Stuff Your Mentor Will Tell You

Here are my thoughts about three basic topics: where to look for jobs, how to get involved, and how to structure a tenure letter.

Get Involved Now

 

Where to Look
What to Ask For the Academic

 

For the Company

I would welcome comments, improvement, advice.

 

Other lists From the employer perspective, short and kind of obvious, http://www.yourpeoplemanager.com/YahbQ9ZoivVsHw.html

And how your publications are likely to be evaluated, here are three lists:

This is a nice blog post that has some recommendations on how to prepare a package. I particularly like the cover letter recommendations: http://mommyscientist.blogspot.com/2006/08/faculty-packages.html

Also for scientists,with a focus on negotiating salary http://sciencecareers.sciencemag.org/career_development/previous_issues/articles/2006_06_16/tooling_up_salary_negotiation_part_1. (it wasn't my naming scheme, blame me not.)

Congrats! You Got Tenure. How to Write a Promotion Letter

The first semester you are happliy tenured you may get the first request for a tenure letter. Alas, you have not seen many of these. Pay attention to content and form when reading other tenure letters as you participate in reviews.
  1. State your recommendation up front.
  2. Introduce yourself, and identify area overlap and differences in terms of reasearch areas.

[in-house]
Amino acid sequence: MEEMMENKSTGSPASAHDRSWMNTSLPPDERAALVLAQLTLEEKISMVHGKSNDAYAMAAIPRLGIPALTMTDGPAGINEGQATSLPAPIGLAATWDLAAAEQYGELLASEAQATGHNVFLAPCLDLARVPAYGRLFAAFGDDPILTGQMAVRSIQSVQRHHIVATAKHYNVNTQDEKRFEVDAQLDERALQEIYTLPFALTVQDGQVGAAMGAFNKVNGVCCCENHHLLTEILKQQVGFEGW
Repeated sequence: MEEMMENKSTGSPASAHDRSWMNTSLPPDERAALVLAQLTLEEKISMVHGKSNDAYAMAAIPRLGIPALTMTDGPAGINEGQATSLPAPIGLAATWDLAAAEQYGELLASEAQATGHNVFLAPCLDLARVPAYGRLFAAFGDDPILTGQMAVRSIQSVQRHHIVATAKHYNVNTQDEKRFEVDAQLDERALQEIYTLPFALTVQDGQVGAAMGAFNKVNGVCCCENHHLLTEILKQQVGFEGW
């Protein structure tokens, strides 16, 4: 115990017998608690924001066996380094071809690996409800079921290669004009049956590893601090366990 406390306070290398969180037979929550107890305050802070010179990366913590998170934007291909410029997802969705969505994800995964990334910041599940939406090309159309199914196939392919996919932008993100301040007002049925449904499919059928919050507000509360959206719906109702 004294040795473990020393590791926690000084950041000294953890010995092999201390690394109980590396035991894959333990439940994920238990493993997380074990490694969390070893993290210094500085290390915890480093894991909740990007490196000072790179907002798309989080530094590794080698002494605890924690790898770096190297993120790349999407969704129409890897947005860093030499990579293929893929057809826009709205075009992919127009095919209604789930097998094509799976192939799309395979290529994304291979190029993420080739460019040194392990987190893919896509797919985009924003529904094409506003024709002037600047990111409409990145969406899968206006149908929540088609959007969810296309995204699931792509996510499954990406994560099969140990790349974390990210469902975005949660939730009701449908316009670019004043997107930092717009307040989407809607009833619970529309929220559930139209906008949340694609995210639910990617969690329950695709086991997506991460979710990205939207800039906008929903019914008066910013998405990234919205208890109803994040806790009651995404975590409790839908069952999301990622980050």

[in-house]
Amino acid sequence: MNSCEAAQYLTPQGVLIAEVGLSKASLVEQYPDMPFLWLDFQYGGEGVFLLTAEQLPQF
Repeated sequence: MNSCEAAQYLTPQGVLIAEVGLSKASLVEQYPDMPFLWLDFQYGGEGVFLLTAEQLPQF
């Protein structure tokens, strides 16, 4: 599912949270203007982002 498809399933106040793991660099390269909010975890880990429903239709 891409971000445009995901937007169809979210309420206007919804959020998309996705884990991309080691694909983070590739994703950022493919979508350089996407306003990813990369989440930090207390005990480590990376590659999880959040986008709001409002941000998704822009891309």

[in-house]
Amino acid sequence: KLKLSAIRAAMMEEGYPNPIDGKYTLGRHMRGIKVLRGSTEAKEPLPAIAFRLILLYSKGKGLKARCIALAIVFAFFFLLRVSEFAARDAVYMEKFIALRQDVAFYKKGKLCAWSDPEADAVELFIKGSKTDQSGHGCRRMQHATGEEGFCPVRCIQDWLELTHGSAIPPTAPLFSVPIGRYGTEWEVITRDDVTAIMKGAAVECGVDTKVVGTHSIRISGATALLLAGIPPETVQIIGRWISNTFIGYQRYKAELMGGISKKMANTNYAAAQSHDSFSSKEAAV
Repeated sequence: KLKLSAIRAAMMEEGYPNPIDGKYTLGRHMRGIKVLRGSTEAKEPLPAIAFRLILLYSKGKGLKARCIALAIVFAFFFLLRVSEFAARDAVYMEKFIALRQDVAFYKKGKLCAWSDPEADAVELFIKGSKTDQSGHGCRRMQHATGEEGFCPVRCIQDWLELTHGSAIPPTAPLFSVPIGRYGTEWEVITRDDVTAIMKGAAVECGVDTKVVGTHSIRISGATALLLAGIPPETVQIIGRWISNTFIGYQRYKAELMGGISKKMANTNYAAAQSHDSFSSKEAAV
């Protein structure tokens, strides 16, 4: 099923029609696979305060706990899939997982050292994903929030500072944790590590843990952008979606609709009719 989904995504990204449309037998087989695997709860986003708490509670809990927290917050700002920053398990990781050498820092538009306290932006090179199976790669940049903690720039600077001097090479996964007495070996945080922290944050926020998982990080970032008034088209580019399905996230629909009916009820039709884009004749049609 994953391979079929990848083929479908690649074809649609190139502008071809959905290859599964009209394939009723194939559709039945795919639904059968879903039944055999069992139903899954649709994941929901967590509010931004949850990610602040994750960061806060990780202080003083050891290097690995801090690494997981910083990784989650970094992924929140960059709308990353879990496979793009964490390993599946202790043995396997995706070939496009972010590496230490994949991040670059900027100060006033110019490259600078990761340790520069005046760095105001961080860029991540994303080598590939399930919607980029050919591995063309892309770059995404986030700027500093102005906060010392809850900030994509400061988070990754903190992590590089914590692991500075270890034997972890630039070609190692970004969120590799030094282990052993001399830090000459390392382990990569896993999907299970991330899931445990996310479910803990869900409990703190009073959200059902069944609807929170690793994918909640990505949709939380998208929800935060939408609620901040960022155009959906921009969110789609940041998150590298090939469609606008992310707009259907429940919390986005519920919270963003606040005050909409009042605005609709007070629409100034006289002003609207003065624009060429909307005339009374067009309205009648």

3. Put in a general paragraph about interaction with candidate, identify any Conflict of Interest.
  4. You get three papers. For each paper, one paragraph includes a two sentence description of the work, a sentence or so about how it fits in the body of knowledge. What is unique? Define its contributions.
  5. Repeat for paper 2 in one paragraph.
  6. Repeat for paper 3 in one paragraph.
  7. Unless you have particular insight, something polite about why do we ask people from outside the institution to talk about this person's teaching? This remains a mystery to me.
  8. What is the person's overall impact? You may include your thoughts about impact trajectory particularly if you are requested to do so in the letter from the Dean or Chair. Venues of publication, participation in the community, and funding may be discussed here as appropriate for research area.
  9. Repeat recommendation in closing.